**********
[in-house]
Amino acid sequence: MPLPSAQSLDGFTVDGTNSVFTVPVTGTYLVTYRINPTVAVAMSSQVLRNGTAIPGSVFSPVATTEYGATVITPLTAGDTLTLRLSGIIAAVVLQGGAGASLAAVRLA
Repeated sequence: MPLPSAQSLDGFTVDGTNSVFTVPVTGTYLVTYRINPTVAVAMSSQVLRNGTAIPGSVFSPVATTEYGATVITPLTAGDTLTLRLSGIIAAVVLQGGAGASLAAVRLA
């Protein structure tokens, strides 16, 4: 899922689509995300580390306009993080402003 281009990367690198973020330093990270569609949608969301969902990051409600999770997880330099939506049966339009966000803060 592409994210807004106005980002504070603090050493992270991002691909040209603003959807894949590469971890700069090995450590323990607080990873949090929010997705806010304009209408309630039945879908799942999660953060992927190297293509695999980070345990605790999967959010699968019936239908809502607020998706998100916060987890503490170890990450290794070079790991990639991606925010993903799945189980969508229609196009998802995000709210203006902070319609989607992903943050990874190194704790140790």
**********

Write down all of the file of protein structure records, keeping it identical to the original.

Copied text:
[in-house]
Amino acid sequence: MPLPSAQSLDGFTVDGTNSVFTVPVTGTYLVTYRINPTVAVAMSSQVLRNGTAIPGSVFSPVATTEYGATVITPLTAGDTLTLRLSGIIAAVVLQGGAGASLAAVRLA
Repeated sequence: MPLPSAQSLDGFTVDGTNSVFTVPVTGTYLVTYRINPTVAVAMSSQVLRNGTAIPGSVFSPVATTEYGATVITPLTAGDTLTLRLSGIIAAVVLQGGAGASLAAVRLA
């Protein structure tokens, strides 16, 4: 899922689509995300580390306009993080402003 281009990367690198973020330093990270569609949608969301969902990051409600999770997880330099939506049966339009966000803060 592409994210807004106005980002504070603090050493992270991002691909040209603003959807894949590469971890700069090995450590323990607080990873949090929010997705806010304009209408309630039945879908799942999660953060992927190297293509695999980070345990605790999967959010699968019936239908809502607020998706998100916060987890503490170890990450290794070079790991990639991606925010993903799945189980969508229609196009998802995000709210203006902070319609989607992903943050990874190194704790140790």